It’s Friday where we join our pals Rosy, Sunny and Jakey from LLB in Our Backyard for another edition of Nature Friday.

Nature continues to tease Spring’s arrival. This week she tried a different strategy. Seasonal winds are a hallmark of March but seemed to wait until April to arrive and have been buffeting the Front Range all week. Wait a minute…I thought April supposed to be the gentle, sweet month with showers for flowers. Ahem…I’m waiting Mother Nature. Oh sure, if my count was accurate, about 16 drops of moisture fell earlier this week but cold, strong winds evaporated them immediately. Sigh.

Here are this week’s images from around the neighborhood that suggest spring’s arrival. I’ll spare you the typical tulips, daffodils, or forsythia blooms. With the lack of measurable moisture they aren’t quite as picturesque as usual. I did find a few exceptions though.

One particular hyacinth caught my eye from a shady spot. It was chock-full of glorious white flowerets. No color needed here with this beauty.

Flowers

The tree canopy is just beginning to unfurl its leaves but remains at the beginning stages. Crisp temperatures no doubt are contributing to the delay but when you look closer, you see the promise of future shade. The neighborhood staple-maple trees, showed tiny incremental development despite cold mornings as they begin to leaf out (as I began this post this morning it was 30ºF with a thin layer of frost on the rooftops).

Trees

This flowering crab found along yesterday’s walk showed it was ‘thinking’ about blooming. With next week’s forecast, I hope they survive possible snow showers and continued cool temps. Having lived on a street as a kid that was lined with flowering crab trees, the sight of seeing them bloom makes them one of the prettiest of the flowering trees and brought back happy childhood memories. If you look closely you can just see hints of pink ready to burst forward.

Trees

Another early springtime beauty around here are pasque flowers. Native to meadows and prairies from North America to as far away as the UK and Norway, Pulsatilla typically blooms around Easter time. When I looked it up to learn more, I discovered it is a toxic plant and was used as a homeopathic medicine by Native Americans for centuries. Blackfoot Indians used it to induce childbirth and it has been used to treat reproductive problems (i.e. PMS and epididymitis). Those soft hairs always intrigue me. I’m a sucker for texture.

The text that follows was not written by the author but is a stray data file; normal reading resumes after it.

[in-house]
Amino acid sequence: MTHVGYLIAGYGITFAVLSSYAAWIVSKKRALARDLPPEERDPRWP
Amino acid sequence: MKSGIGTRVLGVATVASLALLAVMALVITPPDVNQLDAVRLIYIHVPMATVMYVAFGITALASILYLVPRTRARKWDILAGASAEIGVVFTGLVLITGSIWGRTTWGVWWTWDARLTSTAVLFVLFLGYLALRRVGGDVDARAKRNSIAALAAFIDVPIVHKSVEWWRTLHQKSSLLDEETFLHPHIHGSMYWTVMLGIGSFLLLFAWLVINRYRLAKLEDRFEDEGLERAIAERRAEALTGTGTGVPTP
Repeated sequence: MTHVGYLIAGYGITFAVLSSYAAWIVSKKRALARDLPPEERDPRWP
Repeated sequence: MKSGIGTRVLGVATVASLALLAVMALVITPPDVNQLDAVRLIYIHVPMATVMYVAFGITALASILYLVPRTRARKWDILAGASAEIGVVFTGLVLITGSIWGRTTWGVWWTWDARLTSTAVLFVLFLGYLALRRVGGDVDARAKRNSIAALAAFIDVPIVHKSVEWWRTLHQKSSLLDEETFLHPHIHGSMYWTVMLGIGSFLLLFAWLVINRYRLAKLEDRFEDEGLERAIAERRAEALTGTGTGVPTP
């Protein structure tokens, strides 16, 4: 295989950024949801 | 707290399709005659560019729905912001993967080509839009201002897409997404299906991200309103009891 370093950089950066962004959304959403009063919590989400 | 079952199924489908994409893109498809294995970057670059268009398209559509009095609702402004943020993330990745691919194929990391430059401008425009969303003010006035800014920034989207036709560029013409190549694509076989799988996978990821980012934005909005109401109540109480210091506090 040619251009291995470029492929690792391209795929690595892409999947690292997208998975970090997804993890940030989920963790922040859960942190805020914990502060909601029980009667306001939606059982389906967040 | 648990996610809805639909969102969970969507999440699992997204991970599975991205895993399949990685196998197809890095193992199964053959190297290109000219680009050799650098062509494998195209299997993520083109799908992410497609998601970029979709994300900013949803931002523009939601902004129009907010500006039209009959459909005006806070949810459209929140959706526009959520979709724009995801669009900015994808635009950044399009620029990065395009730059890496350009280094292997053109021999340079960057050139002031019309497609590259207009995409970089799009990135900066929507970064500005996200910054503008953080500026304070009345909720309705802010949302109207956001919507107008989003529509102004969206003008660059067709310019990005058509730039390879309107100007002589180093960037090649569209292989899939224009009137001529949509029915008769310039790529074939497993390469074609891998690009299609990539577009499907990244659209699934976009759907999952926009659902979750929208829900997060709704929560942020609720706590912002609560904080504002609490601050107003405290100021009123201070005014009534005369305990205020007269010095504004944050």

Flowers

Yesterday’s walk also provided a ground cover/shrub I’ve not noticed before. I think it might be some sort of Photinia but not positive. If you know what it is, please leave a comment. Aren’t the pink edges pretty?

Flowers

Imagine my surprise encountering this sheltered strawberry plant robustly emerging near the base of a tree!

Flowers

I’ve been keeping my eyes peeled for wildlife sightings. Those efforts were rewarded yesterday as a ginger cat followed our crossing in front of its domain. The dogs totally missed him but I didn’t (truth be told, my eye had originally focused on the childlike greeting drawn on the front door wishing a Happy Easter). We may not have been as good as ‘bird TV’ but this fella was likely irritated by mesmerized by our presence or it’s a darn good guard cat.

Cat

We’ve only encountered one robin as yet but did manage to see these beauties in a front yard. I think they may be ‘permanent’ residents though.

Birds

One last pretty this week may be a hardy cyclamen of some sort. It wasn’t very tall but that color grabbed me like a stage hook, screaming “LOOK AT ME, look. at. me!”

Flowers

My eyes are always drawn to shocks of color and when you add in variegated leaves, well count me in. What draws your eye when your trying to view evidence of spring?

That’s it for another week. Spring continues to take its sweet time but it makes for opportunities to consciously hunt for it. Got any special plans for the weekend? Nothing is on our radar except to wish a dear friend a very happy birthday. You know who you are. Happy birthday, girl-we love you and hope your day is as special as you are.

Nature Friday

Live, love, bark! 🐾

Wish I Was There Wednesday ~ April 6, 2022

Germany
Köln (Cologne)

Live, love, bark! 🐾